Scavenger Hunt: Ulysses S. Grant Memorial
Go to the Ulysses S. Grant Memorial at the east end of the Mall, below the U.S. Capitol.
You’re looking at the Memorial to Ulysses S. Grant, which was dedicated in 1922. It’s one of the most impressive pieces of public art in the US—and one of the least well known and least appreciated. It’s not like other monuments, and it sends a complicated message about war and courage and duty.
Try to find these details pictured below.
When you do, click on the picture for more information.
Henry Merwin Shrady designed and sculpted the Grant Memorial. He worked on it for 20 years, revising and revising obsessively. He died two weeks before it was dedicated. The face of this fallen rider is a self-portrait of Schrady himself. Did Shrady find himself overwhelmed by the task of memorializing Grant and the Civil War?
In this group, discarded equipment lies trampled in thick, thick mud. Who left it here, and why? If you look up, you see Grant sitting on his horse far above, indifferent to the men who lost their gear and, we can only assume, their lives.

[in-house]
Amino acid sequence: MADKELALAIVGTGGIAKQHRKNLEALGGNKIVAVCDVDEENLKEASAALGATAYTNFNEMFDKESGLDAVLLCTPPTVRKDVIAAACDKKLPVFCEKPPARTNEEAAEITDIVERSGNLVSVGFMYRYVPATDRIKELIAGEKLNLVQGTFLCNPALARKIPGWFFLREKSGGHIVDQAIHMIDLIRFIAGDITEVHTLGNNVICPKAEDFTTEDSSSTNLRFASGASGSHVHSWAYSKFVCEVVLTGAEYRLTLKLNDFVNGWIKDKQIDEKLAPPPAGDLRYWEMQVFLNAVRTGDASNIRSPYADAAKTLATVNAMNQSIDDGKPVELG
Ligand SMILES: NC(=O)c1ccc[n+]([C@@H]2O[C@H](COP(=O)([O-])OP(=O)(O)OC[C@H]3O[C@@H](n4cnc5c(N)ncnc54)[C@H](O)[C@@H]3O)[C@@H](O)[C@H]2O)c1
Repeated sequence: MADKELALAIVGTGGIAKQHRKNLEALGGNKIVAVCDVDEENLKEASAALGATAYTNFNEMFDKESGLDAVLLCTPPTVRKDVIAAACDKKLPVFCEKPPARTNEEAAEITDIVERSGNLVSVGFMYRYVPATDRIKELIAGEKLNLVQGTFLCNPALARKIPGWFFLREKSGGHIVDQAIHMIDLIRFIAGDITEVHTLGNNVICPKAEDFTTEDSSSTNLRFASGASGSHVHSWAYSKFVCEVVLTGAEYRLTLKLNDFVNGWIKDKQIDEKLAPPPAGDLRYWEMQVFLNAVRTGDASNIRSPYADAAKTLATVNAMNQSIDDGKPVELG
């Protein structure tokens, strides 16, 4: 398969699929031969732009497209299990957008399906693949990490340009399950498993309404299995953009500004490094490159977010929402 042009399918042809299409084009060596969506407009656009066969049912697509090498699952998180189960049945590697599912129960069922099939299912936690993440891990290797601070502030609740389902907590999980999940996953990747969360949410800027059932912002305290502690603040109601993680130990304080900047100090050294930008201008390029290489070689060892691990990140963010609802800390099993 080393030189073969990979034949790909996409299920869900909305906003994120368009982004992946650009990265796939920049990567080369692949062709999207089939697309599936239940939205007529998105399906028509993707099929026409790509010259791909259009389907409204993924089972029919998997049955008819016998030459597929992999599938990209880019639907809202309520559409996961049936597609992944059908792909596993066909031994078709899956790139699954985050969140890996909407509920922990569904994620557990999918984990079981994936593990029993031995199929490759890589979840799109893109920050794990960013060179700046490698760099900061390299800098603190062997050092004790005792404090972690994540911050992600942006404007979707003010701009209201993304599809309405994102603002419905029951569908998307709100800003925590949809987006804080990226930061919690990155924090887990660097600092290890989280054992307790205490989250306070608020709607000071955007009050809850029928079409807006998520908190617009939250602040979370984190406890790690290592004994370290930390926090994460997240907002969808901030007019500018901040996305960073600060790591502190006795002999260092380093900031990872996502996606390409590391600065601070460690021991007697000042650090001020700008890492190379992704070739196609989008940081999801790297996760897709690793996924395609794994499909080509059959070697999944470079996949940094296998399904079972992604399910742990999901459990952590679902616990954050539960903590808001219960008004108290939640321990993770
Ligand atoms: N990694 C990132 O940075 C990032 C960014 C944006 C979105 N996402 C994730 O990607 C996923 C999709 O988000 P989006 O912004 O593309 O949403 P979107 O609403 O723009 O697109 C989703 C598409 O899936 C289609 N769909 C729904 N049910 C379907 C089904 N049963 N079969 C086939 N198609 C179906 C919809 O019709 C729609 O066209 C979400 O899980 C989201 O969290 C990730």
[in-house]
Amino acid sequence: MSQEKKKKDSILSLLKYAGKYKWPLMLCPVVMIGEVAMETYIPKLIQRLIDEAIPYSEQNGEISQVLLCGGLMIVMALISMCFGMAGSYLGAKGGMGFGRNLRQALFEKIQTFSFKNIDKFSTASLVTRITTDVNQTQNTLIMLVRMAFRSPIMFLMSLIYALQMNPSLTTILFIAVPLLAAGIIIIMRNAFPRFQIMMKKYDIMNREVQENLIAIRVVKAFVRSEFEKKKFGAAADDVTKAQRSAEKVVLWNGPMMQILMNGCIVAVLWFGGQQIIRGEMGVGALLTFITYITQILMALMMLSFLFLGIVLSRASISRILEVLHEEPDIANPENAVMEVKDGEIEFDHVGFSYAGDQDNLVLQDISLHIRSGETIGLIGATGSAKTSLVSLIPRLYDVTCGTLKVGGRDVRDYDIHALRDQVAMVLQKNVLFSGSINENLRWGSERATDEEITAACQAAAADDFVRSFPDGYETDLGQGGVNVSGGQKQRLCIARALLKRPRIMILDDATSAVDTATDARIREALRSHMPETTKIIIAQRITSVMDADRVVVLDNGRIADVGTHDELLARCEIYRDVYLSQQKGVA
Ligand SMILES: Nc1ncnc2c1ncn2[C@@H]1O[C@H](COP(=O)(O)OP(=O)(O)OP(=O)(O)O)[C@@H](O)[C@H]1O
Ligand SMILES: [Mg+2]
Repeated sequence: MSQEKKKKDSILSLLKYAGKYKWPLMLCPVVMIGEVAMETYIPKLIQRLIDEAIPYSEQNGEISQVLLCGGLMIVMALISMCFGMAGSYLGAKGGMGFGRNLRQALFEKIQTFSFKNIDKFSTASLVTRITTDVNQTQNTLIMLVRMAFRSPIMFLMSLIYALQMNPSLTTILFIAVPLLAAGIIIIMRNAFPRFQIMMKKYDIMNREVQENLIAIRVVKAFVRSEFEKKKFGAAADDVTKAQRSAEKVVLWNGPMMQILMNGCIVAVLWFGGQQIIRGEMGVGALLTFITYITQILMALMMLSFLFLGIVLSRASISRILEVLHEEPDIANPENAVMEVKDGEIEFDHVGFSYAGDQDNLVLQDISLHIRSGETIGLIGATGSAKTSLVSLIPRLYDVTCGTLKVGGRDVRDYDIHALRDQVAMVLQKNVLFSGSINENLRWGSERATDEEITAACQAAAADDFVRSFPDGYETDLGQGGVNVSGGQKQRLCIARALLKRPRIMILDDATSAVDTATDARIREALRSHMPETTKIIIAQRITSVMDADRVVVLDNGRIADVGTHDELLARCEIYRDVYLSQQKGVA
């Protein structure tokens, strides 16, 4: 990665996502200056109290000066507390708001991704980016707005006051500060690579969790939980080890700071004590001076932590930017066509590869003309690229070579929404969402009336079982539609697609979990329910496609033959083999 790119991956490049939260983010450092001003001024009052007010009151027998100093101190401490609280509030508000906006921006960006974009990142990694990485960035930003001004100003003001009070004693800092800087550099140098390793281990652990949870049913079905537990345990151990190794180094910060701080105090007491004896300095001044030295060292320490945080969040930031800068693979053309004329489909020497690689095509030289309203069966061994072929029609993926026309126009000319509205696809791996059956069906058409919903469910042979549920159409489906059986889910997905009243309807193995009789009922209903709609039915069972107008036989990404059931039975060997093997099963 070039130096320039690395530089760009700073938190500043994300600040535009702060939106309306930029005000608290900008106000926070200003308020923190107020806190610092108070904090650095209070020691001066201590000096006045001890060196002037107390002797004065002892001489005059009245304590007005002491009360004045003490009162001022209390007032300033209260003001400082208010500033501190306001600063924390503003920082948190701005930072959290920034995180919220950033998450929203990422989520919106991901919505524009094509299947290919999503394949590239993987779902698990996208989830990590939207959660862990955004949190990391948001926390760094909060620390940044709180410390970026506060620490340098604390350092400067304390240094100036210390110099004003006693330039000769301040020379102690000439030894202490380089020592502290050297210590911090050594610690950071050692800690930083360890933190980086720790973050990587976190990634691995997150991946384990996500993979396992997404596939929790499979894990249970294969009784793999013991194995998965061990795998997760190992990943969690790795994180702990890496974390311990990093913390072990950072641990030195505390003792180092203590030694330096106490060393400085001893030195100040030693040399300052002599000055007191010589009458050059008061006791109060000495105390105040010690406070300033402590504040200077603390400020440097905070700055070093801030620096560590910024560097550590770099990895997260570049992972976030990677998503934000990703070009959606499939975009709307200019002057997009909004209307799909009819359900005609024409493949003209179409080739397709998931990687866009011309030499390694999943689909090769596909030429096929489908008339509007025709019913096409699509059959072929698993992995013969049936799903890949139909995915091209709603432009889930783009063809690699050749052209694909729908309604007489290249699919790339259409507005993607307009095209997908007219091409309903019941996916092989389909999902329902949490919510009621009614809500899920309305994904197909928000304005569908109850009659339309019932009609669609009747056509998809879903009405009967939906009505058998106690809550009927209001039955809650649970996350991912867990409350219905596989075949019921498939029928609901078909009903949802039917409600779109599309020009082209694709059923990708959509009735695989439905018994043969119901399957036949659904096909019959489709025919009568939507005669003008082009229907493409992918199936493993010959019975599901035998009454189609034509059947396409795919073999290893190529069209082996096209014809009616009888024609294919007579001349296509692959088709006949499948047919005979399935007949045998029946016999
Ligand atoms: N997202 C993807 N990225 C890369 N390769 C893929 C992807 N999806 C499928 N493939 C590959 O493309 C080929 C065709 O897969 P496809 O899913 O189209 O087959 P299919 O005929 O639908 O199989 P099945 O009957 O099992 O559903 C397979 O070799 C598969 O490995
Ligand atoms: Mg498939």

If you look more closely you can find a soldier’s letter to home lying abandoned nearby.
Shrady depicted the war as a chaotic, muddy grind, where a soldier might die and quickly be forgotten.
This horse's bridle has snapped, plunging the team into chaos. The men in the wagon, tired and huddled against the damp cold, haven’t realized it yet. The way Shrady sculpted this group, it’s not war that wears these men down, it’s cold and mud and sorrow, and more than that it's random events beyond their control. Look back to the other group, where a cavalry charge has just gone badly wrong. Shrady depicted the war as grueling and also as chaotic and disorganized.